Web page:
London Opera Review by Polly Hope
Richard Wagner.
The Royal Opera House Covent Garden London

Wagner himself calls the work a 'Grosse Romantiche Oper,' so be it, who can argue with its creator? What a feast it is, voluptuous and grand, a moral tale lauding Christianity. Music to die for, love to be lost in, rule of the mob, but the whole work isreally just about sex.Well the word isn't actually used; lust is the favoured one, about four hours of the stuff and never a dull moment.

Tannhauser is surely the only heavyweight opera where the first half hour is devoted to lap dancing? For this great porno scene a replica of the Royal Opera House's proscenium arch complete with appliquéd and embroidered red velvet curtains has been built half size on the stage. For what purpose I am not sure but curious to think of Venusberg being just behind the front tabs in our very own opera house!

Venus in a spangled frock lies around in bed while equally spangled nymphs gyrate. A vast table rises from the floor and the ladies strip down to bikini bottoms and T-shirts. Boys emerge from the shadows and the dancing becomes extremely erotic but alas gymnastics quickly win over eroticism.

The music is glorious from the first murmur under the baton of Semyon Bychkov, I think the entire audience would like to be part of this marvellous scene and to fool around with Venus.

Then Tannhauser himself appears and confronts Venus saying he wants OUT, so much sex is boring him and he wants real human life again. But we are certainly not bored by Johan Botha's truly thrilling voice. Mind you if he could keep off the chocolate cake for a bit hemight look a bit more the romantic tenor, still his long black overcoat covers much, but might be hot to wear in Venusberg. After some pretty heated singing Venus, Michaela Schuster, lets him go. He makes his escape to a bleak landscape where a shepherd boy pipes a song about spring to a growing tree. Pretty boy, pretty voice.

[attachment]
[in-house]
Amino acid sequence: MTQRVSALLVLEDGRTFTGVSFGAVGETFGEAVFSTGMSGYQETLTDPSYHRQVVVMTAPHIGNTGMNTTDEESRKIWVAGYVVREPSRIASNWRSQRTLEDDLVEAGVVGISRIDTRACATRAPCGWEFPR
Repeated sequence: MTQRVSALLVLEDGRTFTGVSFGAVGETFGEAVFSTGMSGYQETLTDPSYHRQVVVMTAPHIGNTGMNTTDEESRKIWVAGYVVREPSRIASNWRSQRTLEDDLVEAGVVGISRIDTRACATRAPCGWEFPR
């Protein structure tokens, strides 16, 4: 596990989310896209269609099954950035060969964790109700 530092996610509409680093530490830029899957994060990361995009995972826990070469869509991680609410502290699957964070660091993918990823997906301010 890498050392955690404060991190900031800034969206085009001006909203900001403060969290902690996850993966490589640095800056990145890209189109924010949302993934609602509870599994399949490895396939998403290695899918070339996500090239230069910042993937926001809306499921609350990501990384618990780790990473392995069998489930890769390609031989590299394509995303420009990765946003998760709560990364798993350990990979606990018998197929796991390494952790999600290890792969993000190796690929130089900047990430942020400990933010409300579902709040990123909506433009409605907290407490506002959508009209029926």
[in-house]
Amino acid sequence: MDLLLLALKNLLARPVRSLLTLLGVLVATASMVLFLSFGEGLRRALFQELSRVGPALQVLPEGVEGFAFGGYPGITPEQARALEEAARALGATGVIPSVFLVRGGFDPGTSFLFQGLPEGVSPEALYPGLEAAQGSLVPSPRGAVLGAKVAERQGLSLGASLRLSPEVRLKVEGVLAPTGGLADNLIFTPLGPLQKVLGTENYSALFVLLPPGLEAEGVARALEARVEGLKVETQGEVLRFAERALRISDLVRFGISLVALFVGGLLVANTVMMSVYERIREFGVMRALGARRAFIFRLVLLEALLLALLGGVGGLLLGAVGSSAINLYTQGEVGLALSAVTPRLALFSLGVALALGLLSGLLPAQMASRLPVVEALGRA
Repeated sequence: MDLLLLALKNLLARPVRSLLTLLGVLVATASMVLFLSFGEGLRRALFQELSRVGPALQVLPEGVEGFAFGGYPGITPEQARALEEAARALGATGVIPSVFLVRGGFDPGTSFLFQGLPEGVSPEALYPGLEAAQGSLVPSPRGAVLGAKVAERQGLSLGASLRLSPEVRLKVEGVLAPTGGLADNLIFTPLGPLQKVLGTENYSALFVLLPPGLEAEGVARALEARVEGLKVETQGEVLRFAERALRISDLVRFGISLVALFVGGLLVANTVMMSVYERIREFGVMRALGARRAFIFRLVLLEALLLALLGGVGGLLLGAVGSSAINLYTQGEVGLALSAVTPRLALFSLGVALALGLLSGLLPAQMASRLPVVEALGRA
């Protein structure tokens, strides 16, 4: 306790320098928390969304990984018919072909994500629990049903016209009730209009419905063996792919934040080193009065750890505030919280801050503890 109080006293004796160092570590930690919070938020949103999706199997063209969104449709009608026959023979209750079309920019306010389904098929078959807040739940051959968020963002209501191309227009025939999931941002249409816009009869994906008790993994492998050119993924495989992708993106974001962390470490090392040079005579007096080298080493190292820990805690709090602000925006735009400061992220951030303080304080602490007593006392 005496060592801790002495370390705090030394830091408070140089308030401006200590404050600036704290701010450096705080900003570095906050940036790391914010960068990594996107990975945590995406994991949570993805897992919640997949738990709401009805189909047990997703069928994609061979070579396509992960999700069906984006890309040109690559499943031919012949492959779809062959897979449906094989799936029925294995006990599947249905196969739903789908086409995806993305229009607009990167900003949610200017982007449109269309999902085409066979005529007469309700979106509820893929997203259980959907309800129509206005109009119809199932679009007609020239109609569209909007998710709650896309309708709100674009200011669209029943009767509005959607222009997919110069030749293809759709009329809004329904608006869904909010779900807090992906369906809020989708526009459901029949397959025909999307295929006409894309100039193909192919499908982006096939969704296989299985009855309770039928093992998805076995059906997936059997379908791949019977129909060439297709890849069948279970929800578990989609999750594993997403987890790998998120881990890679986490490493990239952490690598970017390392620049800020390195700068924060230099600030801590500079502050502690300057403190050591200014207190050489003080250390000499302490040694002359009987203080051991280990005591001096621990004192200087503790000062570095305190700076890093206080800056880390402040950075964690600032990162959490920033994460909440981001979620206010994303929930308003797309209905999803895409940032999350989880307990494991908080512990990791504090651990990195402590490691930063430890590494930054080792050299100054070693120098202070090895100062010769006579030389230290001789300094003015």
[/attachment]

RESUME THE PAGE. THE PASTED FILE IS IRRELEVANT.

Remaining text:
All the voices in this production areof the best, as the opera progresses the voices seem to get more wondrous. This is a human story seemingly about puritan guilt and the impossibility of enjoying pleasure long term. But why I ask does everything have to take place in the dark? Scene after scene is black on black. Spring is sung about and just a small green tree is all we are shown. No air, no daylight, no nothing of the real world that Tannhauser so wants to return to. Wagner's music is about this, albeit in very formalised styleand turned into myth but still a real world of real humanity, even if it doesn't look like it.

So to Elisabeth, his earlier love, appears and poor Tannhaiser is riled for singing that sex is joy and fun. The knights watching thissinging competition want to kill him but Elisabeth begs for a reprieve.Tannhauser is sent off to Rome to ask forgiveness for his lust. Cripes, what a world! Venus shows up again and Tannhauser almost falls for her enticements. Elisabeth dies of course and Tannhauser also dies on her dead body.

So much for a tale of morals.

Whatever you think about bleak life and its rewards in the afterlife this is a great production. Musically it is the best possible, and visually, if you can put up the black, it isvery clever, especially the vanishing acts using nothing more than light to make the singers appear and disappear in a wonderful magical way.

Not a moment of dullness and the rendering of Wagner's magnificent early score is stupendous. If you have a chance to catch this production and you can put up with the killjoy philosophythen you are in for a great event. Wagner is so modern, so inventive, so gripping and with the forces of a top opera house oneis completely seduced into maybe thinking this is perhaps correct behaviour for all of us.

Polly Hope London